Ministers for oil, foreign affairs, defence and interior remain the same.
Kuwait's prime minister announced a new 16-member cabinet on Friday with no changes to key posts in a team that resigned in March after a dispute with a parliament that was later dissolved.
The emir, Sheikh Sabah Al-Ahmad Al-Sabah, approved the lineup presented by Prime Minister Sheikh Nasser Mohammad Al-Ahmad Al-Sabah, state television reported.
The ministers of defence, interior, oil finance and foreign affairs stay on.
This is the sixth cabinet to be formed by Sheikh Nasser, a nephew of the emir, since he was first appointed in February 2006.
His five previous governments resigned over confrontations with parliaments and after MPs filed several requests to quiz the prime minister.
The previous cabinet resigned after only two months in office following a showdown with parliament over a bid by five Islamist MPs sought to question the premier.
The oil-rich emirate has been rocked by a series of political crises over the past three years ending in the dissolution of three parliaments.
The new cabinet follows a May 16 general election in which four women were elected for the first time and the number of Islamist deputies was cut by half. It has only one Islamist minister.
But liberal political analyst Anwar Al-Rasheed said it will not be able to resolve the lingering political crisis.
"The new cabinet line-up adds nothing new. I am certain crises will return sooner than later as nothing has changed and it is unlikely the new cabinet will present a development plan," Rasheed said.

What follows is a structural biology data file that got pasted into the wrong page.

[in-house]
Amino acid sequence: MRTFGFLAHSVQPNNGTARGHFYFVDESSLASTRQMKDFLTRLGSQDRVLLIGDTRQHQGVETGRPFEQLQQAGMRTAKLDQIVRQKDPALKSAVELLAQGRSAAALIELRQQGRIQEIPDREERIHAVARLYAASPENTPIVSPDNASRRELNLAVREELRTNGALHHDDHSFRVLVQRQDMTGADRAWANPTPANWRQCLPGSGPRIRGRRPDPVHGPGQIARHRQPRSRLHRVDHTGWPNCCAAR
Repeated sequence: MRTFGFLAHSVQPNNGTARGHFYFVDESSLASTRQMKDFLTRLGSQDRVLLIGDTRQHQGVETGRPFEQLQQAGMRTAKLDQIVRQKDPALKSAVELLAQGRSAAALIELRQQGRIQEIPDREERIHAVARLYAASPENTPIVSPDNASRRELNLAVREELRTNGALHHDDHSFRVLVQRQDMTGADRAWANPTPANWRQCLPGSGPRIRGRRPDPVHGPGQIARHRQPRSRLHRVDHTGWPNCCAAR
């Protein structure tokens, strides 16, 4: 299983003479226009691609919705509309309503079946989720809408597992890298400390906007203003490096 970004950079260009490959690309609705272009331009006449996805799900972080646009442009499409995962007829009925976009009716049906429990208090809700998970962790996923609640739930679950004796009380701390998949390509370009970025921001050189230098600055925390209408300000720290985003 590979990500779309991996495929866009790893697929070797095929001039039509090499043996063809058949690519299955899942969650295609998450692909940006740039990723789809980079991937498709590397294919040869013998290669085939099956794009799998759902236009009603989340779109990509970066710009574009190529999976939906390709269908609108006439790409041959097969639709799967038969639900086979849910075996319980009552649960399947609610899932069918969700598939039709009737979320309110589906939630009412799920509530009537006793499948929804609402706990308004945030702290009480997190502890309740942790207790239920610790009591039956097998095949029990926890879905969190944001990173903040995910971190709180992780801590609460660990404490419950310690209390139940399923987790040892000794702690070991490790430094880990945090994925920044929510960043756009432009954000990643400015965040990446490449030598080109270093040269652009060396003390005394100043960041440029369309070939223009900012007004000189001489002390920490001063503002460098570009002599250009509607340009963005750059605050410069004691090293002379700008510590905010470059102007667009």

Besides the prime minister, the new cabinet includes five members of the Al-Sabah ruling family, the same number in the previous cabinet.
They continue to hold the key posts of defence, interior, foreign affairs, oil and information.
The new team sees the return of former energy minister Sheikh Ahmad Fahad Al-Sabah, who was appointed to the new post of deputy premier for economic affairs, as well as minister for housing and development.
Sheikh Ahmad was dropped following the June 2006 election under pressure from opposition MPs who accused him of corruption, charges he strongly denied and that were never proved in court.
Current Oil Minister Sheikh Ahmad Abdullah Al-Sabah, only appointed to the post in February, was also given the information portfolio.
Finance Minister Mustafa Al-Shamali also kept his post.
Ahmad Al-Haroun, a former top official at Kuwait's Chamber of Commerce and Industry, was appointed commerce and industry minister.
Women's representation was reduced to one from two in the previous cabinet.
Mudhi al-Humoud was moved from housing to education and higher education, while Nuriya Al-Sabeeh was dropped.
MPs expressed mixed reactions on the new cabinet.
Mubarak Al-Waalan said it is a "crises government and the next few days will prove that," while MP Dulaihi al-Hajeri called for the new cabinet to present a development plan soon.
Maasouma Al-Mubarak said it is a cabinet of "mostly technocrats" but regretted that it only has one woman, while Saad Al-Khanfur said lawmakers should extend a hand of cooperation to the new cabinet.
The team has seven new faces, including Bader Al-Azemi, an engineering professor at Kuwait University, who was appointed electricity and water minister.
It also has three liberal ministers and one Islamist, besides two members of the minority Shiite community -- Shamali and the minister of public works and municipalities, Fadhel Safar.